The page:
What exactly is salt, and how does it impact humans?
Salt 101 🤓:
A Brief History of Salt + You.
In this article you will learn:👉 How you and the ocean share remarkable similarities.
You're one salty organism.
You're one salty organism. Really. Humans share very real similarities with the oceans that make up 71% of the Earth’s surface, which also make up 99% of the Earth's total living space. Sodium Chloride, aka salt, constitutes 90% of the entire oceans mineral content, which is the same percentage of mineral content found in the human bloodstream. From the ocean, came life, where cells could only survive within a narrow range of electrolyte levels in the extracellular fluid that bathes them. Thus, the development of several salt regulating systems had to occur for life to thrive, which are still prevalent in our bodies today, including our skin, adrenal glands and kidneys. These systems drive us to seek out and retain salt when we need it, and secrete it when we don't.
Wait, are you saying...
Yep. You evolved from an extremely salty environment, and took with you the ability to thrive in not-so-salty environments with bodily systems that control the precise electrolyte levels that facilitates cell life.
But isn't salt bad?
Well, no. Due to a number of drastically irresponsible recommendations from health organisations, based on research that had very little scientific evidence supporting these recommendations, the common belief was to reduce salt intake in order to reduce blood pressure and cardiovascular events. The hypothesis was that with an increased consumption of salt, you would need to drink more water. Your body would hold onto that water to dilute the excess salt in the blood, thus increasing overall blood volume and subsequently blood pressure leading to cardiovascular events...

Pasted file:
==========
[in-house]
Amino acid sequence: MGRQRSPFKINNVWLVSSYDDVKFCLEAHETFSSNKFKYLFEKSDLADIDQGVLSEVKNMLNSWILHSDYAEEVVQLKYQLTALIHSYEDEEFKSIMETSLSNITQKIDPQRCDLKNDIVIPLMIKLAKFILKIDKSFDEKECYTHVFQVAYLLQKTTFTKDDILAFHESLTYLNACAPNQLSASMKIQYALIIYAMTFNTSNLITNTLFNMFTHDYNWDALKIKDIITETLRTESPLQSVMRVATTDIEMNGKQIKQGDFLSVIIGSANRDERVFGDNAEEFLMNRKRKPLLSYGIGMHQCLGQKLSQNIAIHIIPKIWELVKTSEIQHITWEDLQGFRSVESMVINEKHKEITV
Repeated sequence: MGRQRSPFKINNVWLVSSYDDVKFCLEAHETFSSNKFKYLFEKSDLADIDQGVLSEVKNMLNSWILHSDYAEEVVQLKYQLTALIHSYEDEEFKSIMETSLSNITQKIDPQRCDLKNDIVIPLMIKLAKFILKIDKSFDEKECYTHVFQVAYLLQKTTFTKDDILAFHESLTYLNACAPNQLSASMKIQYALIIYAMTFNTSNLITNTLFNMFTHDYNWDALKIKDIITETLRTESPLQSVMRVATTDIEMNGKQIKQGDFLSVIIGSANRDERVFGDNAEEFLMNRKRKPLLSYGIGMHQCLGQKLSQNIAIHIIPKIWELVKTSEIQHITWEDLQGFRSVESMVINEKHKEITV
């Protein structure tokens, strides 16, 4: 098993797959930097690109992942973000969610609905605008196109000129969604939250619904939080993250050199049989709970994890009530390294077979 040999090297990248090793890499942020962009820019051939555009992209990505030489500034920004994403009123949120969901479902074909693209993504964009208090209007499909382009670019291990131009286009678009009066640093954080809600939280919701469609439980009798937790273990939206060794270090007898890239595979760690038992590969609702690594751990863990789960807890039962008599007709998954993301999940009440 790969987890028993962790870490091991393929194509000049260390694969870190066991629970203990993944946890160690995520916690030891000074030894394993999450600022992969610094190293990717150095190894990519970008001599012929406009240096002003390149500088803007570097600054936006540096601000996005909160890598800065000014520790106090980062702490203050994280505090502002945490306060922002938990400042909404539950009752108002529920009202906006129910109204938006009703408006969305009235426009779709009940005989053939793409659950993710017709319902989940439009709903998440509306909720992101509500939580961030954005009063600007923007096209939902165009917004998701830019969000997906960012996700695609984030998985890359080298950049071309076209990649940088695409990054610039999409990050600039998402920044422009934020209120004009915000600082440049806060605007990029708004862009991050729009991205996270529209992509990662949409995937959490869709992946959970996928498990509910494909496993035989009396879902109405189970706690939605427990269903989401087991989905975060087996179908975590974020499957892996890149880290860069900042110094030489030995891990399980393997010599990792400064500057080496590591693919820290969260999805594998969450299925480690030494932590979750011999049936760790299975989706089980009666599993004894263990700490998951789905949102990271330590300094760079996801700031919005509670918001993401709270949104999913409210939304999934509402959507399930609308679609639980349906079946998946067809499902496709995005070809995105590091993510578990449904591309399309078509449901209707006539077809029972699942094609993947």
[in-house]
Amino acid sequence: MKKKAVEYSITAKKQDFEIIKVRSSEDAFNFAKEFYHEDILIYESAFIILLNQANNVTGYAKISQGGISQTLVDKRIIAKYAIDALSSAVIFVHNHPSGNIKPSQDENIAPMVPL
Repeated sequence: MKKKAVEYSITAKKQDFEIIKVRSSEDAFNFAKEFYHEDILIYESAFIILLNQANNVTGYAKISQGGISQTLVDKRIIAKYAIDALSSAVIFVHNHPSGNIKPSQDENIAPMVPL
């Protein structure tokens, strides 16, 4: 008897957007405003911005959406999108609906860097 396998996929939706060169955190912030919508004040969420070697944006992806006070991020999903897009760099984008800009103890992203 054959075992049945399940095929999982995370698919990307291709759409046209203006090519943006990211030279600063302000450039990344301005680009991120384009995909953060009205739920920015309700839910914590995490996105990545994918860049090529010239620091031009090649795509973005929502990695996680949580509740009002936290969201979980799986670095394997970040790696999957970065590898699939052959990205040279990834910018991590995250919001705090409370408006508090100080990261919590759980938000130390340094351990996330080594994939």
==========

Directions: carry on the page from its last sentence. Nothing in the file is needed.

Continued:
Why did they think salt was so bad?
What they failed to mention is that these studies of the high-salt, high blood pressure connection saw positive results in only 20% of the population. To be in 20% of the population that saw an increase in blood pressure, two important factors needed to be met. You needed to be genetically predisposed to high blood pressure, or have a diet low in potassium. So, despite 80% of the population not seeing the blood pressure raising effect of high salt, a blanket low-salt guideline was administered across the total population, in an attempt to curb cardiovascular events. Furthermore, reducing salt intake to around 2,300mg / day (1 tsp) only saw an insignificant 1% drop in blood pressure, where, the negative side effects of reducing ones salt intake are far worse than the blood pressure reducing effects experienced. Despite an overwhelming amount of critics advocating against this high-salt, high blood pressure theory, it was taken to the mainstream population prematurely, without sufficient evidence supporting its claims. Instead, if they had looked at the all important point of why salt may increase blood pressure in some, and not in others, they would have found it had nothing to do with salt, and in fact, addressing the underlying issue would completely fix one's salt sensitivity.
So where is the evidence?
Great question. We have known for some time now! This study in 2011 found that the link between sodium and cardio-vascular events was J shaped. Meaning, lower sodium excretion was associated with more CV events, against base-line, where higher sodium excretion was associated with lower levels of CV events and strokes.
Should I eat salt?
Absolutely, if you are one of the majority of people who are not salt sensitive, your body has the ability to easily clear excess sodium using the mechanisms responsible for maintaining healthy electrolyte levels in the body. Contrarily, with little mechanisms built in to handle the massive amounts seen in modern diets today, sugar wreaks havoc on your body by diluting salt levels in your blood, causing dehydration, hypertension, insulin resistance and much more.
What's up next?
Find out what's so special about salt and why humans depend on it.
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